View Article and Find Full Text PDF

Download full-text PDF

Source
http://dx.doi.org/10.1039/c9nr06512aDOI Listing
November 2019

Phase I/II trial of the CXCR4 inhibitor plerixafor in combination with bortezomib as a chemosensitization strategy in relapsed/refractory multiple myeloma.

Am J Hematol 2019 11 4;94(11):1244-1253. Epub 2019 Oct 4.

Medical Oncology, Dana-Farber Cancer Institute, Harvard Medical School, Boston, Massachusetts.

We tested the hypothesis that using CXCR4 inhibition to target the interaction between the tumor cells and the microenvironment leads to sensitization of the tumor cells to apoptosis. Eligibility criteria included multiple myeloma (MM) patients with 1-5 prior lines of therapy. The purposes of the phase I study were to evaluate the safety and maximal-tolerated dose (MTD) of the combination. The treatment-related adverse events and response rate of the combination were assessed in the phase II study. A total of 58 patients were enrolled in the study. The median age of the patients was 63 years (range, 43-85), and 78% of them received prior bortezomib. In the phase I study, the MTD was plerixafor 0.32 mg/kg, and bortezomib 1.3 mg/m . The overall response rate for the phase II study was 48.5%, and the clinical benefit rate 60.6%. The median disease-free survival was 12.6 months. The CyTOF analysis demonstrated significant mobilization of plasma cells, CD34+ stem cells, and immune T cells in response to plerixafor. This is an unprecedented study that examines therapeutic targeting of the bone marrow microenvironment and its interaction with the tumor clone to overcome resistance to therapy. Our results indicate that this novel combination is safe and that the objective response rate is high even in patients with relapsed/refractory MM. ClinicalTrials.gov, NCT00903968.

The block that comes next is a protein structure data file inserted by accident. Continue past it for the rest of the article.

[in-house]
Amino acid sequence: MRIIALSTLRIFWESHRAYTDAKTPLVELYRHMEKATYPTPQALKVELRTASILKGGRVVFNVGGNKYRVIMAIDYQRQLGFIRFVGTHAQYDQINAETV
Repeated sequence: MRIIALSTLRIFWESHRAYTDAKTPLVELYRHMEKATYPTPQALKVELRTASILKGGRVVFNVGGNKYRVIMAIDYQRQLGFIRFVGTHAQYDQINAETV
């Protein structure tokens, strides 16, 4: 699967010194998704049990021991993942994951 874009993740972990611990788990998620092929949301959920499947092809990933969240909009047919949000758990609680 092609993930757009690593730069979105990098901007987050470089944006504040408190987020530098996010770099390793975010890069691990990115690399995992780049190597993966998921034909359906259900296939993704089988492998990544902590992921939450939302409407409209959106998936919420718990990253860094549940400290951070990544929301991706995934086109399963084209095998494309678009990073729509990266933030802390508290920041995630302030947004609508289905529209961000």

View Article and Find Full Text PDF

Download full-text PDF

Source
http://dx.doi.org/10.1002/ajh.25627DOI Listing
November 2019

Immunotherapy for hematological malignancies.

J Life Sci (Westlake Village) 2019 Jun;1(1):46-52

Department of Medical Oncology, Dana-Farber Cancer Institute, Boston, MA Harvard Institute of Medicine Room 237, 4 Blackfan Circle, Boston MA 02115.